5. You can build your portfolio with the work you do during the program At the end of the program, students have to present what they have accomplished through their projects. Previous work by alumni includes portable printers, handheld blenders, new packaging designs for furniture, and more. You can view students’ portfolios here.


  1. The program has limited prestige Though cheaper than some other programs, the Cooper Union Summer STEM Program costs up to $3,000. Moreover, it is in-person and does not cover lodging, which could be a significant deterrent to students from outside New York City who want to attend the program.

  2. You will need to arrange for a visa yourself if you’re an international student While Cooper Union accepts international applicants, it does not sponsor visas. This is a significant hurdle if you are not a U.S. citizen or permanent resident.

  3. You do not earn credits for the program The summer program is non-credit, which could be a deterrent if you’re an ambitious high school student looking to earn credits and use them to skip/ choose other courses in college.

What do we think of the program?

We really like the Cooper Summer STEM Program for its approachability and the introduction it gives young high school students to engineering and design. It has a rich selection of courses to choose from, tuition is not too expensive, and the work you do will reflect well on your portfolio when you apply to college.

That being said, we find the lack of options for housing and its paid nature to be restrictive — New York City is one of the world’s most expensive cities to live in, and many students could be deterred from applying if they do not have a place to stay. The program is non-credit, and international students, even if they can afford the program and stay, may not apply since Cooper Union does not sponsor visas.

If you're looking for a real-world internship that can help boost your resume while applying to college, we recommend Ladder Internships!

Ladder Internships is a selective program equipping students with virtual internship experiences at startups and nonprofits around the world! 

The startups range across a variety of industries, and each student can select which field they would most love to deep dive into. This is also a great opportunity for students to explore areas they think they might be interested in, and better understand professional career opportunities in those areas. The startups are based all across the world, with the majority being in the United States, Asia and then Europe and the UK. 

The fields include technology, machine learning and AI, finance, environmental science and sustainability, business and marketing, healthcare and medicine, media and journalism and more.

You can explore all the options here on their application form. As part of their internship, each student will work on a real-world project that is of genuine need to the startup they are working with, and present their work at the end of their internship. In addition to working closely with their manager from the startup, each intern will also work with a Ladder Coach throughout their internship - the Ladder Coach serves as a second mentor and a sounding board, guiding you through the internship and helping you navigate the startup environment.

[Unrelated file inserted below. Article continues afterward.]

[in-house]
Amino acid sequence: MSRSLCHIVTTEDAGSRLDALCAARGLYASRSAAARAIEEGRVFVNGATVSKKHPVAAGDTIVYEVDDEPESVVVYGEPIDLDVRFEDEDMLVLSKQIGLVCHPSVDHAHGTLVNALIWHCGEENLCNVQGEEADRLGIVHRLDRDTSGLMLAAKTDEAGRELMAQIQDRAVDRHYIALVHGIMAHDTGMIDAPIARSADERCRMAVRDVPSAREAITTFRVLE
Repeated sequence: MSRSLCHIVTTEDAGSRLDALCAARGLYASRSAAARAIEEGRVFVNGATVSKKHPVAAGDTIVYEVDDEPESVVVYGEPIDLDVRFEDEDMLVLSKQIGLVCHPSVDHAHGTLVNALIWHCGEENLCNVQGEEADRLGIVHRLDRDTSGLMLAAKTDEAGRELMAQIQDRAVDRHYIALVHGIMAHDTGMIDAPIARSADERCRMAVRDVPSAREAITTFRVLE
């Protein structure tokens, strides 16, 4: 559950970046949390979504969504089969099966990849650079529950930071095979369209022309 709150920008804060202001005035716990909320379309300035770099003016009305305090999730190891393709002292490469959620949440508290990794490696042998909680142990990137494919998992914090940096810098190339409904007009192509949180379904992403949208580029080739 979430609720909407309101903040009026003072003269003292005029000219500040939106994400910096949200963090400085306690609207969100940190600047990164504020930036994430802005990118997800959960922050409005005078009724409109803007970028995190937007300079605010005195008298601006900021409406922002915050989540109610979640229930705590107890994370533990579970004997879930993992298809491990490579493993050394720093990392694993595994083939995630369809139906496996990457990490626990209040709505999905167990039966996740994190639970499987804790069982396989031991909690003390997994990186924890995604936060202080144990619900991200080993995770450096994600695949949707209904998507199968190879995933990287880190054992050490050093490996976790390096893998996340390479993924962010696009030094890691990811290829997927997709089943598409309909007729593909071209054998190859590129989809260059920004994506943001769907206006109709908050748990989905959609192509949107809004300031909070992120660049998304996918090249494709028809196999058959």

Cost: $1490 (Financial Aid Available)

Location:  Remote! You can work from anywhere in the world.

Application deadline: April 16 and May 14

Program dates: 8 weeks, June to August

Eligibility: Students who can work for 10-20 hours/week, for 8-12 weeks. Open to high school students, undergraduates and gap year students!

Additionally, you can also work on independent research in AI, through Veritas AI's Fellowship Program!

Veritas AI focuses on providing high school students who are passionate about the field of AI a suitable environment to explore their interests.

The programs include collaborative learning, project development, and 1-on-1 mentorship. These programs are designed and run by Harvard graduate students and alumni and you can expect a great, fulfilling educational experience. Students are expected to have a basic understanding of Python or are recommended to complete the AI scholars program before pursuing the fellowship. 

The AI Fellowship program will have students pursue their own independent AI research project. Students work on their own individual research projects over a period of 12-15 weeks and can opt to combine AI with any other field of interest. In the past, students have worked on research papers in the field of AI & medicine, AI & finance, AI & environmental science, AI & education, and more! You can find examples of previous projects here

Location: Virtual


  • $1,790 for the 10-week AI Scholars program

  • $4,900 for the 12-15 week AI Fellowship 

  • $4,700 for both

  • Need-based financial aid is available. You can apply here

Application deadline: On a rolling basis. Applications for fall cohort have closed September 3, 2023. 

Program dates: Various according to the cohort

Program selectivity: Moderately selective

Eligibility: Ambitious high school students located anywhere in the world. AI Fellowship applicants should either have completed the AI Scholars program or exhibit past experience with AI concepts or Python.

Application Requirements: Online application form, answers to a few questions pertaining to the students background & coding experience, math courses, and areas of interest. 

Bonus — the Lumiere Research Scholar Program

If you are interested in doing university-level research in engineering, then you could also consider applying to the Lumiere Research Scholar Program, a selective online high school program for students founded with researchers at Harvard and Oxford. Last year, over 4000 students applied for 500 spots in the program! You can find the application form here.

Also check out the Lumiere Research Inclusion Foundation, a non-profit research program for talented, low-income students.

Kieran Lobo is a freelance writer from India, who currently teaches English in Spain.

Image Source: The Cooper Union